Tough first day for Indian bowlers
Stiffness, jet-lag, an ankle in need of re-strapping, or just micro-management on the part of Duncan Fletcher? Theories abounded as to the reason for Ishant Sharma bowling only 5.3 overs on the first day of India's opening tour match.
Stiffness, jet-lag, an ankle in need of re-strapping, or just micro-management on the part of Duncan Fletcher? Theories abounded as to the reason for Ishant Sharma bowling only 5.3 overs on the first day of India's opening tour match against a Cricket Australia Chairman's XI in Canberra, the most notable episode in a forgettable start for the tourists.
An uncertain 2 for 45 after being sent in to bat by the acting Indian captain Rahul Dravid, the local XI ultimately reached a bountiful 6 for 398, led by dashing centuries from Wes Robinson and Tom Cooper. Umesh Yadav was the most incisive of the visiting bowlers, striking once in the first session and twice at the end in gathering gloom. They were watched by the CA chairman Wally Edwards, while the Prime Minister Julia Gillard's partner Tim Mathieson was also in attendance to observe Ishant's enigmatic introduction to the summer of 2011-12.
Taking the new ball on a sleepy surface at Manuka Oval, Ishant went off the field twice in the space of his brief spell, and after his second exit midway through his sixth over, did not return. An Indian team official explained that Ishant had only planned to deliver six overs for the day, and when his ankle strapping came loose before it was concluded, he felt no need to return. Ishant was seen on the field later, but only to help run the drinks.
As a tall fast bowler still recovering from the duration of the flight to Australia plus a four-hour bus trip into Canberra, Ishant was understandably below his best, and will take time to find his rhythm over the course of the week. There is sound reasoning for India to monitor Ishant's left ankle carefully, given the debate about whether or not he required ankle surgery to repair ligament damage he sustained in the third Test against England at Edgbaston in August.
In Ishant's absence the rest toiled without much success against studious batting by the West Australian Robinson and the more attractive strokes of South Australia's Cooper. Robinson showed more flair the further his innings went on, following Cooper's example and ultimately blooming in a stand of 226. Pragyan Ojha and Vinay Kumar were on the receiving end of the most aggressive strokes, though no member of the bowling attack shone too brightly against batsmen largely considered surplus to the requirements of the imminent Big Bash League.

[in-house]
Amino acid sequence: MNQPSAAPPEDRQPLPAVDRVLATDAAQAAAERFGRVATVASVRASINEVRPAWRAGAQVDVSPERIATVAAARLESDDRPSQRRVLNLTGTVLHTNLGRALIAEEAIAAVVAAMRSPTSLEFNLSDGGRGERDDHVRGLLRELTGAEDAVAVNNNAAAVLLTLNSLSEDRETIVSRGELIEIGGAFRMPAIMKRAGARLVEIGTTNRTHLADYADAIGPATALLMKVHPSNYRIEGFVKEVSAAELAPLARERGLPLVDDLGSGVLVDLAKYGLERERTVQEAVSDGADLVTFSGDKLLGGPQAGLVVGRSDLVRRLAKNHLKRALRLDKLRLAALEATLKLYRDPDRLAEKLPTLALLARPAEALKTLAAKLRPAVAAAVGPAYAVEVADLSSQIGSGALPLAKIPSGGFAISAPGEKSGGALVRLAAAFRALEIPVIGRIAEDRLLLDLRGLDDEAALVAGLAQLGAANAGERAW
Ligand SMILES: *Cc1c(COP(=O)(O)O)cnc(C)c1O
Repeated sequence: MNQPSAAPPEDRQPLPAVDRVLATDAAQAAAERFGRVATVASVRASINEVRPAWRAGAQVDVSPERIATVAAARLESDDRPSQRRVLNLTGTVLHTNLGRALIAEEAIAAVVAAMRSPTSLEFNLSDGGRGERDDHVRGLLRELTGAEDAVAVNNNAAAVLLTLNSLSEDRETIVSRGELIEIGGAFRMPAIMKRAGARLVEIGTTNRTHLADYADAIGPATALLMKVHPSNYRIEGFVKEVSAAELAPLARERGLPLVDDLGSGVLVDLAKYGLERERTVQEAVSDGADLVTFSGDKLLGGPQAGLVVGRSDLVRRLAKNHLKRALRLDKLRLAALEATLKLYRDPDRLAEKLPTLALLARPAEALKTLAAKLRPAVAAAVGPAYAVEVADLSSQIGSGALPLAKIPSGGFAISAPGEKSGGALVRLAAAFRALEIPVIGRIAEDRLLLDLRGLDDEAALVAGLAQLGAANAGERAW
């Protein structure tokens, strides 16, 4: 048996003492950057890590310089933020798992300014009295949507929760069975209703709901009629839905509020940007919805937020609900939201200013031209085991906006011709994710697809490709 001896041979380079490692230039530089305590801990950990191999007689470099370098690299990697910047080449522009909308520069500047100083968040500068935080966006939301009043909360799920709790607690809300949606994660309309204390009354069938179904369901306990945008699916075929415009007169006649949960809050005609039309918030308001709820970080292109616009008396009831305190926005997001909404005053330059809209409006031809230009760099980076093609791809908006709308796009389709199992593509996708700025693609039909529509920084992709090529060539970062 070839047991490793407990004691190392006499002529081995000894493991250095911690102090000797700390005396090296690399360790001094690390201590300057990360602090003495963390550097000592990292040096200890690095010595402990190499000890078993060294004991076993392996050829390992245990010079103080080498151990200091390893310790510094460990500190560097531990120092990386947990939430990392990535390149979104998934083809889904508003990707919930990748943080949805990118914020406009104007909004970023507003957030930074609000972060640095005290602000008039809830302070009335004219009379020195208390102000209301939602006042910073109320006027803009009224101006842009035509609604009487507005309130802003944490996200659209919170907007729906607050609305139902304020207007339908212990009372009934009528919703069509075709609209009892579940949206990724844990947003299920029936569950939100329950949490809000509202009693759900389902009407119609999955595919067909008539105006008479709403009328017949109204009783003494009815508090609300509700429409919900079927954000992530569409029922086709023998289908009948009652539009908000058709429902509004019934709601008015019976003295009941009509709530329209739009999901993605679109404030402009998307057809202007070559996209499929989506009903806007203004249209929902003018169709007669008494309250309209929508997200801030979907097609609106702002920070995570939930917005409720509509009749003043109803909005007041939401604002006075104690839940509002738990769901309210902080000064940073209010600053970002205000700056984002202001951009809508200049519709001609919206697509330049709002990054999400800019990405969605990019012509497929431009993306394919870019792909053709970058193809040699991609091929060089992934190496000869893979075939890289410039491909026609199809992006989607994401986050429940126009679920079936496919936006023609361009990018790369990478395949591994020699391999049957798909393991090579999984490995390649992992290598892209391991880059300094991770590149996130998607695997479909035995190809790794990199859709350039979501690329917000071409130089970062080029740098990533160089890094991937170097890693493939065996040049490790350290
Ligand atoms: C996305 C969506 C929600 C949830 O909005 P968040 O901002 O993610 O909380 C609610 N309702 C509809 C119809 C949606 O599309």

Yadav enjoyed early success when he had the Chairman's XI captain Ryan Broad edging behind to Wriddhiman Saha, and Ojha's subtle variations of pace and flight proved too much for Joe Burns, bowled on the back foot by a flatter delivery. But the afternoon session passed without another wicket, as Robinson and Cooper built momentum against an attack that called on eight bowlers.
A solid 2 for 186 at the tea interval, Robinson and Cooper accelerated with vigour on resumption, swatting boundaries to all parts. Ojha was subjected to particularly heavy punishment to return 2 for 149 from 25.3 overs. Robinson swung Ojha to the leg-side boundary no fewer than five times before he perished in the attempt to add a sixth.
Alex Doolan provided unobtrusive company as Cooper reached his century, but both he and Glenn Maxwell were beaten on the crease by Yadav in light that became increasingly murky. Dean Solway, a Canberra product, edged Vinay behind shortly before the close.
Cooper's display was both pleasant and authoritative, demonstrating why he is now being watched by the national selectors as a possible contender for the Australian side.